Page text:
From organizing Sustainable Jersey for Schools to partnering with the NASA professional development alliance, the New Jersey School Boards Association has made a substantial commitment to sustainable practices and STEM (science, technology, engineering and mathematics education) education. The Association is pleased to recognize recent achievements by local school districts in these areas.
“Sustainable practices result in healthier schools, with benefits for students’ physical and academic well-being,” explained Dr. Lawrence S. Feinsod, NJSBA executive director. “They also reduce operating costs, making more funds available for classroom initiatives.”
He continued, “The importance of STEM education to our students’ future is indisputable; a majority of the new jobs created during this century will require a background in STEM.
“We congratulate the districts which were recently recognized for their successful STEM education and sustainability initiatives.”
Livingston School District: Eco-Lancers
A team of students from Livingston High School recently won an award at the Shell Eco-marathon, a competition for high school and college student teams from around the world. The students design and build energy-efficient vehicles; winning teams are those that can travel the farthest distance using the least amount of energy.
The Livingston High Eco-Lancers team has taken part in the challenge since 2012-2013, and is the only high school in the state to participate. The team is advised by James Novotny, the district’s technology supervisor. (Stevens Institute of Technology is the only other New Jersey educational institution that sent a team to the competition.)
This is the third year that Livingston High school has sent a group to the competition. After beginning in 2012-2013 with two vehicles, one powered by diesel and the other by gasoline, the 2013-2014 team focused only on a gasoline-powered vehicle. With design modifications that included changes to the frame surrounding the engine, the team was able to push the efficiency of its vehicle to more than 370 miles per gallon at the 2014 competition in Houston, Texas.
This year the team, which uses computer-assisted design software, further refined its design, adding more sensitive sensors to the fuel injection mechanism, replacing the two-speed rear axle with a lightweight efficient rear axle/tire/rim, replacing the rest of the frame with lightweight chromemoly steel, replacing the canopy, and improving drive communications and performance data. In April 2015, the team competed in Detroit, achieving a fuel efficiency of 588 miles per hour.
While the 2014-2015 team didn’t win the award for the highest miles per gallon (a University of Toronto team achieved the equivalent of 3,421 miles per gallon), the Livingston students won the Communications Award for what judges called “an impressive array of communications efforts and activities” to promote the project.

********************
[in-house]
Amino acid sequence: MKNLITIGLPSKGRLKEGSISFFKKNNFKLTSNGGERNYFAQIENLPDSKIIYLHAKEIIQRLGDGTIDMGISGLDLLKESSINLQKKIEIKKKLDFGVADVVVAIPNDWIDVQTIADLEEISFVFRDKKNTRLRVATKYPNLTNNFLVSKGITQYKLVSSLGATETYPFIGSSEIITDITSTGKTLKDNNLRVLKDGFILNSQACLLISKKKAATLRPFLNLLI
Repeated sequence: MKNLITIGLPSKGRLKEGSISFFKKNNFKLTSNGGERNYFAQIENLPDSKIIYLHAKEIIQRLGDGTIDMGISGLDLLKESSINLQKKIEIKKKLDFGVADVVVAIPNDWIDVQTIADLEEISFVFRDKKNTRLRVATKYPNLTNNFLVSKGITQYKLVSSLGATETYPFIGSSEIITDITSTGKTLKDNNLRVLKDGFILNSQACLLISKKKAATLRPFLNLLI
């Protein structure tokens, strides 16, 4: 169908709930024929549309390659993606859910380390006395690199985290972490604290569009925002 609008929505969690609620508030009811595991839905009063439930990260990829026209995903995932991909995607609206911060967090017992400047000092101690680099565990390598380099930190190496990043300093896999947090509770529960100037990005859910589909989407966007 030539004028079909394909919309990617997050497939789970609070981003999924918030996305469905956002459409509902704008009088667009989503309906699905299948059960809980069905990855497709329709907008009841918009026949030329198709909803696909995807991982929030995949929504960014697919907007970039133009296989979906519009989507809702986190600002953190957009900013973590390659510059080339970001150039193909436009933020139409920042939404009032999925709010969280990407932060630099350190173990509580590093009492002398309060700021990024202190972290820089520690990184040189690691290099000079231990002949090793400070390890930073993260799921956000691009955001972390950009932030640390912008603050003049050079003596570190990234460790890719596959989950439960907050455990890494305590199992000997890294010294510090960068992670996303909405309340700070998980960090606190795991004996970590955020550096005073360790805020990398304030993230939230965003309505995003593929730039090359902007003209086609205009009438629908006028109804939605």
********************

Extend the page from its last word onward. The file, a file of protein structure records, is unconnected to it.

Several local sponsors have generously supported the team over the years. For more information, go to www.ecolancers.org.
Jersey City School District: P.S. 5
Perth Amboy School District: Perth Amboy High School
In October 2014, the U.S. Green Building Council selected two New Jersey schools – P.S. 5 in Jersey City and Perth Amboy High School –to help create a statewide framework for a green school master plan that can be replicated at schools nationwide. The plan will include strategies for schools to achieve cost savings through various sustainability strategies, and will include the establishment of a set of measureable objectives, the development of a credit matrix for bridging the various green school certifications and conducting facility audits, the sharing of resources through an online platform, and development of the Sustainable School District Guidebook.
Newark School District: Peshine Avenue School
The Peshine Avenue School in Newark has recently received a $50,000 grant from Samsung to increase access to tools from science, technology, engineer and math learning. The school was chosen following its completion of a pilot program that aimed to inspire fourth- and fifth-grade girls to pursue careers in engineering and computer science by introducing them to the people, technologies and processes behind the software and hardware in their everyday lives.
Spring Lake: Spring Lake Heights Elementary School
Spring Lake Heights Elementary School won a $10,000 grant to create a model classroom, the HEAT lab (Heights Engineering and Technology Lab) in late 2014. The classroom will be used in the implementation of the district’s iSTEM – integrative STEM – curriculum. John Henry, the NJSBA STEM and sustainability specialist has been assisting the district as it promotes active engagement in learning and applying STEM concepts.
The grant was from the Ocean First Foundation of Toms River. Other public schools receiving grants to develop “unique and creative classrooms” included Brielle Elementary School; Clara B. Worth Elementary School (Bayville); Eagleswood Elementary School; Elms Elementary School (Jackson); Manalapan High School; Manasquan High School; Manchester Township Middle School; Matawan Regional High School; New Egypt Middle School; Osbornville Elementary School (Brick); Point Pleasant Borough High School; and Walnut Street Elementary School (Toms River).
A Commitment NJSBA’s commitment to sustainable practices includes the development of Sustainable Jersey for Schools, a certification program that provides school districts with guidance and resources to promote sustainable practices. Launched in October, Sustainable Jersey for Schools has 193 member schools in 66 districts.
In addition, through partnership with organizations, such as the NASA professional development alliance, NJSBA is providing training to school board members on policy initiatives to promote integrative STEM education. It is also providing onsite consultation and services to districts in STEM and sustainability.